Being such a small insect has its disadvantages. Many species of birds, mammals, amphibians, and reptiles prey upon crickets for their nutritional benefits. Among the mammals are rats, bats, shrews, mice, and humans. In terms of what birds feed off of crickets, there are bluebirds, sparrows, crows and wrens. Reptiles include snakes and lizards. Amphibians that crickets have to watch out for are usually frogs and toads. Other insects such as ground beetles, spiders, mantis species and wasps also prey upon crickets.
Why Do Humans Eat Crickets?
Did you know that 80 percent of the world eats insects? The Western culture has seemed to adopt the eating of bugs as a taboo, but the rest of the world understands the benefits that insects have to offer as an additional food source. The nutrient profile of a cricket highlights just how nutritious these bugs can be, providing a great source of protein, vitamins, and minerals. In fact, crickets are approximately 65 percent protein. They also contain every essential amino acid required by the human body. Additionally, they are high in calcium and offer human taste testers omega 3 and 6 fatty acids. Next time your friend gets squeamish when offered a bug, let them know what they are missing out on.
Differences Between a Cricket and a Grasshopper
Although not in the same family, the cricket and the grasshopper are closely related. In fact, they both belong to the order Orthoptera, which can be translated to “straight wings” in Latin. But how exactly can you tell if you are looking at a grasshopper versus a cricket? Comparing diet, when they are active, and the morphology is the best way to tell them apart.
In terms of when they are most active, the grasshopper is diurnal, or awake during the day. This differs from the nocturnal cricket, foraging primarily at night. The diet of a grasshopper is strictly herbivore, finding plant matter to satiate their appetites. This differs from the omnivorous cricket, which depends on both plant matter and other insects to survive. The antennae lengths of grasshoppers are short as opposed to the long antennae found in crickets. One last distinction is their stridulation, or how they make their chirping sounds. Grasshoppers make sounds by rubbing their hind legs against their forewings. Amongst crickets, the forewings are simply used to make these chirps.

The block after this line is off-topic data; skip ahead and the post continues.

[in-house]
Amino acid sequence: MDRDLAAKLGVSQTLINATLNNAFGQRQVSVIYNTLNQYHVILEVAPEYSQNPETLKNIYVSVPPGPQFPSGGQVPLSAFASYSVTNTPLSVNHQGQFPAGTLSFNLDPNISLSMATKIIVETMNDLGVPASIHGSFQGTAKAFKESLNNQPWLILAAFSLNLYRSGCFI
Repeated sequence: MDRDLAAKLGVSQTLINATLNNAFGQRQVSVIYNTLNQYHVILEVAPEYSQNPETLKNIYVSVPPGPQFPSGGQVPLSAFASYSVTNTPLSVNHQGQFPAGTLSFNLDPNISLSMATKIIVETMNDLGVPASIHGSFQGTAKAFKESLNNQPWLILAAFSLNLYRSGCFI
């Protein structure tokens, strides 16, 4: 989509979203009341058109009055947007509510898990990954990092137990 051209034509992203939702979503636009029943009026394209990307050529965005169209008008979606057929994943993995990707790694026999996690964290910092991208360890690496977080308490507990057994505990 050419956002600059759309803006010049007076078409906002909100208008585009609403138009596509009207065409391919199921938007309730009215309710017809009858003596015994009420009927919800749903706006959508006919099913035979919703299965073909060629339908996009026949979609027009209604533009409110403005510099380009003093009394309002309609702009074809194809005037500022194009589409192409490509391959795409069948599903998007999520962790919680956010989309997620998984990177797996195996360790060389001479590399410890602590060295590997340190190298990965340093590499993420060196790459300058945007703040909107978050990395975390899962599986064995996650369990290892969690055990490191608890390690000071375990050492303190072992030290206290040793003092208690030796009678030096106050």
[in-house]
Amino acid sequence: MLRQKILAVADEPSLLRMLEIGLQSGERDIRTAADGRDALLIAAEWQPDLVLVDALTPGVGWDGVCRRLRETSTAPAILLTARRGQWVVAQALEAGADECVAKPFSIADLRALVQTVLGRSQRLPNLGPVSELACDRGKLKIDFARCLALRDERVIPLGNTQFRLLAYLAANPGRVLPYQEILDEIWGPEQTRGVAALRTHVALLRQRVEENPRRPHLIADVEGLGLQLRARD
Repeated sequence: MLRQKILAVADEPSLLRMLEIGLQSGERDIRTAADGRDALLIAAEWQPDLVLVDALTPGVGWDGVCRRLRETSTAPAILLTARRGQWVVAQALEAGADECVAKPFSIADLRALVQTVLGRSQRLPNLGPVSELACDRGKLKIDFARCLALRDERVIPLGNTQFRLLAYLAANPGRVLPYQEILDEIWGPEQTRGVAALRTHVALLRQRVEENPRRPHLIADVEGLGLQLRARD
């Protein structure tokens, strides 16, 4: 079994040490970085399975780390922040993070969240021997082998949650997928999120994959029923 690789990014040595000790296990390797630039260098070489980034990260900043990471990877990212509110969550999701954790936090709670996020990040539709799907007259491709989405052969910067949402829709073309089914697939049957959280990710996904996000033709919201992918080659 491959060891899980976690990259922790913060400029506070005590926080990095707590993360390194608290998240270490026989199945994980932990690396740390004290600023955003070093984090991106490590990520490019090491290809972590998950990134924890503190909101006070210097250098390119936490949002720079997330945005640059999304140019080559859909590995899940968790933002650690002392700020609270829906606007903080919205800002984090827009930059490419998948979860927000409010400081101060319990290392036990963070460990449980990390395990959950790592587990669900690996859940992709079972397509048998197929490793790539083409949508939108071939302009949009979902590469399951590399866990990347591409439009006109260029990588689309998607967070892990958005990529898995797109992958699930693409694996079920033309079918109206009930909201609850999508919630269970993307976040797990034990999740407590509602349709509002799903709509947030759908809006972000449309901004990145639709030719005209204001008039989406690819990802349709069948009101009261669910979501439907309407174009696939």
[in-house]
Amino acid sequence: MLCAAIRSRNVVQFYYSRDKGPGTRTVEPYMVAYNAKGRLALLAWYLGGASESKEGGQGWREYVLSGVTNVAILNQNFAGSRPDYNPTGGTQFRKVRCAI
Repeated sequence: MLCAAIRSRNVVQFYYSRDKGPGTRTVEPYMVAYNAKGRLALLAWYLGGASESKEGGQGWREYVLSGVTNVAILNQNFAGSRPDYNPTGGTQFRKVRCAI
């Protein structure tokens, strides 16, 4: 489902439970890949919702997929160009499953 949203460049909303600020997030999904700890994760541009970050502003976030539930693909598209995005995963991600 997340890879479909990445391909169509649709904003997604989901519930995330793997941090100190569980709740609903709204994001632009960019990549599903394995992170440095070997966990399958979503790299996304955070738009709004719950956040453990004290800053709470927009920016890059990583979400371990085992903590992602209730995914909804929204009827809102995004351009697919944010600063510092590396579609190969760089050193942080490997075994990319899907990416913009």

How and Why Do Crickets Chirp?
The chirping of crickets can be a melodious sound on a quiet night. But how exactly do they manage to make this song? In the previous paragraph, we touched on the matter, learning that they use their forewings to chirp. But what exactly happens?
The anatomy of the forewing helps one understand just how they are able to chirp. The bottom end of a cricket wing has teeth-like ridges. The upper region of the wing is covered with a leathery film that acts as a scraper. By rubbing the upper and lower parts of the wing together, a cricket is able to make chirps.
As to why a cricket chirps, the most common reason involves females. Interestingly, only male crickets are able to chirp. This is because they are using these sounds to attract females. Scientists have theorized that a male that is able to produce more chirps per minute seems more attractive to potential female suitors.
Crickets Chirping and the Temperature
Did you know that you could use crickets to tell the temperature? Well, believe it or not, there is an equation behind this known as the “cricket calculation”. Crickets are known to prefer hotter temperatures and they aren’t afraid to show it. On a warm night, you are bound to hear a choir of crickets chirping. If the temperature falls below 55 degrees Fahrenheit, then they will refuse to chirp at all.
The “cricket calculation” that you can use to tell the temperature is based on the chirps heard in a certain amount of time. To complete this equation, simply count the number of chirps that you hear in 14 seconds and add 40 to that number. This will give you the approximate temperature. For instance, if you hear 30 chirps in 14 seconds, then you should be in an area with a temperature of about 70 degrees Fahrenheit.
The cricket is an omnivorous insect known to prey upon plant material, other insects, and even household items such as fabrics. Known as a taboo by some cultures, they offer a great source of protein and minerals when consumed by humans or other predators. Just remember that the cricket is viewed as a symbol of hope, wealth, and good luck in places around the world.
Hello everybody! This is French, the author behind the animal article you have just stumbled upon. Writing about critters of various sizes and shapes has been a wonderful experience so far! With a Bachelor’s of Science in Wildlife: Conservation and Management from Humboldt State University, I have been passionate about using my degree to teach others about animals. In fact, education is among the most important ways that we can save future wildlife. These articles are a way to help others relate to these animals, thus raising awareness. If you have any questions about biology, wildlife, botany, or any other science, feel free to ask!